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in parliament, without a previous notice of ten years, signed by one hundred members of each house-afterwards it is competent for one of the representatives to introduce a bill on the subject; and if passed by the Commons, and also by the Peers, and obtain the royal assent, it becomes the law of the realm.
Constitution of the House of Peers.
This assembly is to be at all times numerically the same as that of the Commons.
The members of the other house represent particular districts; but each peer is a representative of the entire constituency of the kingdom.
The crown only has power to nominate to the peerage; but the party must belong to the hereditary nobility of the land, and must be on the censor's roll entitled to vote-the nomination is to be signified to the House of Commons; and if approved of by that body, the individual becomes a peer of the realm.
The House of Peers has no voice in the election; and the power of the Commons is restricted to a simple assent or veto.
The peers are chosen for life; unless their names are struck off the censor's roll; in this instance they cease to be members of parliament.
General laws of Parliament.
The Houses are never to be blended, so as to form one body, deliberating in the same place, on the same subject, at the same time; but each is by itself an independent legislative assembly, and is to act apart from the other.
Certain privileges of impeachment—expulsion of members-enforcement of respect from without, &c., belong to each house; but these privileges must be ascertained by act of parliament; and either house resolving contrary to such act, may be proscecuted in the person of its speaker, before the ordinary tribunals of the country.
To every person in the State, the right of petitioning both Houses is fully allowed.
An appeal in civil cases lies to a committee, composed of an equal number of Peers, and members of the Commons; whose decision is final.
Laws of Nobility.
All nobility emanates from the crown, and is restricted to certain lives, or perpetual-at the will of the sovereign who grants the title.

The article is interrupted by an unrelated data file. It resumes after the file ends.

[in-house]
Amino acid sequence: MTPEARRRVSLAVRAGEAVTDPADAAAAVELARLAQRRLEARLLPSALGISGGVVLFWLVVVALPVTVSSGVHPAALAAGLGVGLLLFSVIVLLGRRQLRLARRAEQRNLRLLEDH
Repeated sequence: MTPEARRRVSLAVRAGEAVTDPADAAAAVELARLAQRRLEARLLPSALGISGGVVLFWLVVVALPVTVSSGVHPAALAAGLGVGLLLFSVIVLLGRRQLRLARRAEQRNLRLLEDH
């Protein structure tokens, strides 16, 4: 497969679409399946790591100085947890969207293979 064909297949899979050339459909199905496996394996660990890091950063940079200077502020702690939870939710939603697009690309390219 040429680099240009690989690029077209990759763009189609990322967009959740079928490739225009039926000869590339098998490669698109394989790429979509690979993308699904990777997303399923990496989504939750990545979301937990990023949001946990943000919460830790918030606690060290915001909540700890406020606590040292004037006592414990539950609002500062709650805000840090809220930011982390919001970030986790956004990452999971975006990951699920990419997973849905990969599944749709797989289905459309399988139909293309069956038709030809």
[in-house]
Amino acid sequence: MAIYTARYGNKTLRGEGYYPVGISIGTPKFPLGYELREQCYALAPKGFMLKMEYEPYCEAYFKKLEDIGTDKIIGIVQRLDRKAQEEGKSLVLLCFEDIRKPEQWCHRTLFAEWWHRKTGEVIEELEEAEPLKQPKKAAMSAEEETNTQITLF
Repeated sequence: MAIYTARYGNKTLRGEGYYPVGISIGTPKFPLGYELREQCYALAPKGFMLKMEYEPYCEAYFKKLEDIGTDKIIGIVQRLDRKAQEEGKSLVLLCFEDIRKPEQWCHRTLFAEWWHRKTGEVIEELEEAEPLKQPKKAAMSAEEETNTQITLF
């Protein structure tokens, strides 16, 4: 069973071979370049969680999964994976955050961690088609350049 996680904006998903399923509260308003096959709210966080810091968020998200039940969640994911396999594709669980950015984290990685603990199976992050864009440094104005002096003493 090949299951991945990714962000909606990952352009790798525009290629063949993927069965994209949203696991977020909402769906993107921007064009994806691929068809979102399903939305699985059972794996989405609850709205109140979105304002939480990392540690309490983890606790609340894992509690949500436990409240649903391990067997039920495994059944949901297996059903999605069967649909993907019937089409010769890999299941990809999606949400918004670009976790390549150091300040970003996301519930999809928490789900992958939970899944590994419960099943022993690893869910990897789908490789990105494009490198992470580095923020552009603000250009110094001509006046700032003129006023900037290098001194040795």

A yearly income arising from freehold lands or tenements, considered indispensable to nobility; the amount is fixed by parliament, and varies with the rank-say, ten thousand per annum for the highest, and one thousand for the lowest Grade.
No creation is valid, nor must the title be borne until evidence is tendered to both Houses, shewing that the individual is in the enjoyment of the requisite sum. An heir cannot assume the title without this proof: and during his life the next in succession cannot take it, though he have the stipulated income; moreover, if the heir die under pecuniary disqualification the title becomes extinct; the crown can restore it to the family when it possesses the property fixed by law, but is not obliged to do so, it is then optional.
The superior titles are not inclusive of the inferior; and by virtue of a higher rank in the head of the family, the children or relations shall not, whether by courtesy or otherwise, be allowed to bear them.
The number of noblemen is without limitation, but the ranks or degrees of nobility ought to be few.
No law of primogeniture is to secure the estate to the eldest child or heir of the title-a parent being noble may bequeath his property in such manner as he thinks proper. If he refuse to leave the amount necessary for the descent of the title, he is at liberty; if he leave such amount, no interference with the will of the deceased is permitted; unless beyond this, he have property and do not provide for any of his children in which instance the State can set aside the testament, and make what provision it may judge suitable it is a civil case under the immediate cognizance of parliament.
As the crown can limit the transmission of the
titles it grants, so the Public from whom it is immediately held, can by their parliament, restrict the tenure of the crown.
Let it be perpetually hereditary in the eldest branch; that is the eldest child of the sovereign, and his or her offspring inherit the throne. This branch failing, it passes to the next branch, if one of the parents of the party next in succession were Sovereign of the country, or a child of the Sovereign-otherwise it reverts to a new election.
The legitimate children of both sexes, subject to the previous regulations are equally elegible according to priority of birth.
The election of a new Sovereign is by parliament. He must be a nobleman, though not necessarily of the highest rank; his remaining fitness is left to the judgment of the two Houses of the legislature. If the sovereign deliberately violate the Constitution in its fundamental articles, such breach involves a forfeiture of the crown.
If the sovereign have no children, and there is no rightful successor, the parliament during his life is competent to appoint an Heir-elect, who shall, however, hold no post in the public service; and if the reigning Prince should afterwards obtain issue,